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Beneath the Garden: Archaeology at Woodrow Wilson’s Birthplace opens Feb. 1

woodrow wilson presidential libraryThe Woodrow Wilson Presidential Library and Museum opens its newest temporary exhibit, “Beneath the Garden: Archaeology at Woodrow Wilson’s Birthplace” on Friday, Feb. 1.

The exhibit runs through Sunday, March 17.

Visitors will learn about the archaeological investigation conducted in the summer of 2018 behind the former First Presbyterian Manse located at the corner of North Coalter and East Frederick streets adjacent to downtown Staunton and Mary Baldwin University.

“We are excited to share the results of the excavations in our garden revealing the unknown history about this Staunton landmark.” said Curator, Andrew Phillips.

Conducted in July 2018, the project was undertaken to evaluate the integrity and information potential in the rear yard of the Manse with a long-term goal of an improved and more inclusive interpretation of the property’s historical landscape. The project would not have been possible without the guidance of Dr. Dennis B. Blanton of James Madison University and a host of volunteers who provided all the hands-on labor.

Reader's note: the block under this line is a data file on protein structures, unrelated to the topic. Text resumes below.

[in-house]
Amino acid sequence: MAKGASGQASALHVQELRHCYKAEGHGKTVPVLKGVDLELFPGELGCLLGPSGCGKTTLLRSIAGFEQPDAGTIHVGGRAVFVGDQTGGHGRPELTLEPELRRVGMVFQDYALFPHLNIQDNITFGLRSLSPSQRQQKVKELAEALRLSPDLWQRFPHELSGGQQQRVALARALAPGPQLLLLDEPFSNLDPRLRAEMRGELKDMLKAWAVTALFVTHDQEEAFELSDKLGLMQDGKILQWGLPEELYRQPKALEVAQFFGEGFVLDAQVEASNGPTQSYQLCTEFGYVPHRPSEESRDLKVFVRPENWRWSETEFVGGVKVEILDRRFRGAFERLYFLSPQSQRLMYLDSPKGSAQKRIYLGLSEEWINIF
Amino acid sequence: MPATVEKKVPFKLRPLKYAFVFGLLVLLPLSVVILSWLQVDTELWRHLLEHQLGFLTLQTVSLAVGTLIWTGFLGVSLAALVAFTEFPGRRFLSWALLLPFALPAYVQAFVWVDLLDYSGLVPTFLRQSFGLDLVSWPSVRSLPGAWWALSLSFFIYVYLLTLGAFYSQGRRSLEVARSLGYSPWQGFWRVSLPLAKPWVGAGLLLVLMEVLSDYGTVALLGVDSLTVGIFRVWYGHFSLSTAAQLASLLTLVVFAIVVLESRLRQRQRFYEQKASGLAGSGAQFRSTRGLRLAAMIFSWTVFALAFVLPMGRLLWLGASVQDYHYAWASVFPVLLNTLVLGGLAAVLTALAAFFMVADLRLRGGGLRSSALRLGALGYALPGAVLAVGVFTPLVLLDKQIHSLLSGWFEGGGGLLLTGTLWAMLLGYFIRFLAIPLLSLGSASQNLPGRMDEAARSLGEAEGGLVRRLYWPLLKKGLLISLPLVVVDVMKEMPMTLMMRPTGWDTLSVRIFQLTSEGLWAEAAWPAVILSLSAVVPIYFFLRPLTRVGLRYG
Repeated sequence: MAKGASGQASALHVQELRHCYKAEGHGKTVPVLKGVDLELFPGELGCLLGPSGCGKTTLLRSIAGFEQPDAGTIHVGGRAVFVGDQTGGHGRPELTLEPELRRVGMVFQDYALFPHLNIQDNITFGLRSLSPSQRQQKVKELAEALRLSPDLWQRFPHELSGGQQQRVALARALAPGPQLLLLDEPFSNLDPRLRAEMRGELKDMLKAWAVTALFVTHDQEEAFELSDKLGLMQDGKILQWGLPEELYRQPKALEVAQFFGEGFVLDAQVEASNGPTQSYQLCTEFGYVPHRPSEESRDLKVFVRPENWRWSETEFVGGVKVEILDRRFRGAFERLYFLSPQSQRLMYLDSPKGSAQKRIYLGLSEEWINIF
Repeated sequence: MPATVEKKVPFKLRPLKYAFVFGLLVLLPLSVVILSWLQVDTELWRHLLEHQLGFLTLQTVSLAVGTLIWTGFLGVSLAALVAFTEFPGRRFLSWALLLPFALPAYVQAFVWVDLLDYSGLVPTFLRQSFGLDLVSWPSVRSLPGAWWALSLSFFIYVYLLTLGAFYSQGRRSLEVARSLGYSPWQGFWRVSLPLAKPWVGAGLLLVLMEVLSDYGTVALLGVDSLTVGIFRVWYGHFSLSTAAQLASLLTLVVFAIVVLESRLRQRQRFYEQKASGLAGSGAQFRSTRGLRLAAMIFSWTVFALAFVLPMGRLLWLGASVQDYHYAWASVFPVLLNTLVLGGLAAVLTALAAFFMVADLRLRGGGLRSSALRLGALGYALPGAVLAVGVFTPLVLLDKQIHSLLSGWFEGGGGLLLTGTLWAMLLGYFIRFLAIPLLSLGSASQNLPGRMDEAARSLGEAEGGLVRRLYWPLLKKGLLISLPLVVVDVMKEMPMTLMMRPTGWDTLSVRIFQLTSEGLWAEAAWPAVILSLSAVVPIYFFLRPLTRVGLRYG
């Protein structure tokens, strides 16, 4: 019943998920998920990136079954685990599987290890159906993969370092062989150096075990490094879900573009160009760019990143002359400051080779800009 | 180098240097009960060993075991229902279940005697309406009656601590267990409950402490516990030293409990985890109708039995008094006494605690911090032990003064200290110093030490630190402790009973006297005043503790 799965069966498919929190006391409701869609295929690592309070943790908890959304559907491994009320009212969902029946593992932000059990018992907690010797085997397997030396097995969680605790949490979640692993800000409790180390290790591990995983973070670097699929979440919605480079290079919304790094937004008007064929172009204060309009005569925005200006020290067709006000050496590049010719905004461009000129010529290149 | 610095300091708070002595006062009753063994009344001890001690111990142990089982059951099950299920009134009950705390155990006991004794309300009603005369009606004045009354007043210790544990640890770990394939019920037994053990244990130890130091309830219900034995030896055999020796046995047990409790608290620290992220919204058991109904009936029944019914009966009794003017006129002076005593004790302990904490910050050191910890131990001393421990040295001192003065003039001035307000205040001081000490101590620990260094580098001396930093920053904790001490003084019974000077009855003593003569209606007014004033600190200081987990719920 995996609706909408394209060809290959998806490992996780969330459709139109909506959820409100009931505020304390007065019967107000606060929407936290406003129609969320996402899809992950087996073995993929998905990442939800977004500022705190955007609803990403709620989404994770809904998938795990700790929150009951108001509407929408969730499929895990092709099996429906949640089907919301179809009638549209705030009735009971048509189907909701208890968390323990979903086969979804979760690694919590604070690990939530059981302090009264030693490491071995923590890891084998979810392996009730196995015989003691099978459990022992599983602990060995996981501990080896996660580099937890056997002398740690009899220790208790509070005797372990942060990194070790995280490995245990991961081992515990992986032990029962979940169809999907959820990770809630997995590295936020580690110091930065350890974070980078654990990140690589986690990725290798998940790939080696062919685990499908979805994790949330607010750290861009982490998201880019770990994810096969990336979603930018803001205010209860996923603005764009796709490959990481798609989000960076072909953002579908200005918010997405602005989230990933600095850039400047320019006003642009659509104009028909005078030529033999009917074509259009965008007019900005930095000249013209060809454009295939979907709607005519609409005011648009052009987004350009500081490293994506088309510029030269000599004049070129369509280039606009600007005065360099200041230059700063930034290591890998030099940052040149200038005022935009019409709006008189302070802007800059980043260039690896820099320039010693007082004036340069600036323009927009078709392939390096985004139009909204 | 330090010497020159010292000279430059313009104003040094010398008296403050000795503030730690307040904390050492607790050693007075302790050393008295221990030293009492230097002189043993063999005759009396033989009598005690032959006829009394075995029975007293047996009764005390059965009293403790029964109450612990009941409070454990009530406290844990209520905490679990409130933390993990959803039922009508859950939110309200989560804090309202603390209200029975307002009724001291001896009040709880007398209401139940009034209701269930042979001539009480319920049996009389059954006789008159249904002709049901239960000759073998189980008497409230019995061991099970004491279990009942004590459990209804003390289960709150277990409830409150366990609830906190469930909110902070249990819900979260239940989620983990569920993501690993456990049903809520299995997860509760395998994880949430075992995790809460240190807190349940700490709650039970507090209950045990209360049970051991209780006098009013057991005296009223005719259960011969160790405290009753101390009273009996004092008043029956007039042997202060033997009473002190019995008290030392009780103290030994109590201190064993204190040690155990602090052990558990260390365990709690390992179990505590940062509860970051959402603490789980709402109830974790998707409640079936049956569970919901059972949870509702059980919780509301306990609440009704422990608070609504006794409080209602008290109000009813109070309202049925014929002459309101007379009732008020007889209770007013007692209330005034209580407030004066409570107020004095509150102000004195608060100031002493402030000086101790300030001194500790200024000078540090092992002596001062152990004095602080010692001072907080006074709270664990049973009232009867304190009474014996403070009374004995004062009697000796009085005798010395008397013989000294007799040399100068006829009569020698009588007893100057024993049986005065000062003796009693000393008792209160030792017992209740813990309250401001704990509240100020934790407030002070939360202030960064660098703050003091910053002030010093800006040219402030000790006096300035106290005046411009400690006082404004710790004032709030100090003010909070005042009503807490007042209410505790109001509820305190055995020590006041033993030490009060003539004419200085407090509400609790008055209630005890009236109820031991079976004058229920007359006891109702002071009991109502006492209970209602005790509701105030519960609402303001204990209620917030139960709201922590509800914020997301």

Recent background research using primary sources in the WWPL archives provided critical historic context and led to shovel tests being conducted in locations that were likely to contain discernable physical evidence throughout the properties many years of occupation. Artifacts on display in the current exhibit are representative of the period before the Manse was constructed, the years during which the structure was occupied by a succession of ministers including Woodrow Wilson’s father, and the over 80 years that the Woodrow Wilson Presidential Library Foundation has owned the property.

Robin von Seldeneck, President and CEO said “We are excited about the next phase of this archaeology project in part because of the potential it provides to further engage with our community through hands-on experiences. We hope, with funding in place, to start the second phase of this project, in mid-July of this year.”

A JMU Archaeological Research Laboratory report subsequent to the excavation places the artifacts in the context of other similar projects in the Shenandoah Valley. The Foundation invites you to join them when Dr. Blanton presents a more in depth look at the project findings on Sunday, February 10th at 4:00 p.m. (snow date is Sunday February 24 at 4:00p.m)

augusta free press
augusta free press